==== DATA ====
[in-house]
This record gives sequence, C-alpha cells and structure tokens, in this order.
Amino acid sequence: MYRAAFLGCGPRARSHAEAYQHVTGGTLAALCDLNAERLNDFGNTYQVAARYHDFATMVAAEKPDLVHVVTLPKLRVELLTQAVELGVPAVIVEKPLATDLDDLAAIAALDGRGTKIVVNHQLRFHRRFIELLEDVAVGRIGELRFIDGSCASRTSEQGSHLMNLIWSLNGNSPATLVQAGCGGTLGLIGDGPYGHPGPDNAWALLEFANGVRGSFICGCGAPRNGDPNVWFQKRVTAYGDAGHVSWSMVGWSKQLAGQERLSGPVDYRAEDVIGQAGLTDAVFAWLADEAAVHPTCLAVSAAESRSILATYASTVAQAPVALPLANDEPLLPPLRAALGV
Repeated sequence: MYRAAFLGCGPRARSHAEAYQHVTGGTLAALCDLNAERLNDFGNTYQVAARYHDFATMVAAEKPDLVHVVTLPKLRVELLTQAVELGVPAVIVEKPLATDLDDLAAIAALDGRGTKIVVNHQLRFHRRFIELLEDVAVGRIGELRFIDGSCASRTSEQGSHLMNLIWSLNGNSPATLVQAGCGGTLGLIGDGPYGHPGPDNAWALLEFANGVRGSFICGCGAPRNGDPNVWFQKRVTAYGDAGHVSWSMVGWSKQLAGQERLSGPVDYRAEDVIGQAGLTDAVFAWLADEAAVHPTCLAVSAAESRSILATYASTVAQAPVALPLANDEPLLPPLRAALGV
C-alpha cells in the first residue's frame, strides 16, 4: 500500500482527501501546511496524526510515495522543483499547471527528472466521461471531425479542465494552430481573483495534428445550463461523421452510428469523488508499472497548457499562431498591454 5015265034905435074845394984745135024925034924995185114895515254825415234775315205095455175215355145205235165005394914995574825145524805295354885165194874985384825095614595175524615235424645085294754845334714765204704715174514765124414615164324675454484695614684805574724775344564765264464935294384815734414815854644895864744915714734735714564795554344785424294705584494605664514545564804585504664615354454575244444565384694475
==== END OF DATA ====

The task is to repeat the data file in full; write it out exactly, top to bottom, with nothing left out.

[in-house]
This record gives sequence, C-alpha cells and structure tokens, in this order.
Amino acid sequence: MYRAAFLGCGPRARSHAEAYQHVTGGTLAALCDLNAERLNDFGNTYQVAARYHDFATMVAAEKPDLVHVVTLPKLRVELLTQAVELGVPAVIVEKPLATDLDDLAAIAALDGRGTKIVVNHQLRFHRRFIELLEDVAVGRIGELRFIDGSCASRTSEQGSHLMNLIWSLNGNSPATLVQAGCGGTLGLIGDGPYGHPGPDNAWALLEFANGVRGSFICGCGAPRNGDPNVWFQKRVTAYGDAGHVSWSMVGWSKQLAGQERLSGPVDYRAEDVIGQAGLTDAVFAWLADEAAVHPTCLAVSAAESRSILATYASTVAQAPVALPLANDEPLLPPLRAALGV
Repeated sequence: MYRAAFLGCGPRARSHAEAYQHVTGGTLAALCDLNAERLNDFGNTYQVAARYHDFATMVAAEKPDLVHVVTLPKLRVELLTQAVELGVPAVIVEKPLATDLDDLAAIAALDGRGTKIVVNHQLRFHRRFIELLEDVAVGRIGELRFIDGSCASRTSEQGSHLMNLIWSLNGNSPATLVQAGCGGTLGLIGDGPYGHPGPDNAWALLEFANGVRGSFICGCGAPRNGDPNVWFQKRVTAYGDAGHVSWSMVGWSKQLAGQERLSGPVDYRAEDVIGQAGLTDAVFAWLADEAAVHPTCLAVSAAESRSILATYASTVAQAPVALPLANDEPLLPPLRAALGV
C-alpha cells in the first residue's frame, strides 16, 4: 500500500482527501501546511496524526510515495522543483499547471527528472466521461471531425479542465494552430481573483495534428445550463461523421452510428469523488508499472497548457499562431498591454 5015265034905435074845394984745135024925034924995185114895515254825415234775315205095455175215355145205235165005394914995574825145524805295354885165194874985384825095614595175524615235424645085294754845334714765204704715174514765124414615164324675454484695614684805574724775344564765264464935294384815734414815854644895864744915714734735714564795554344785424294705584494605664514545564804585504664615354454575244444565384694475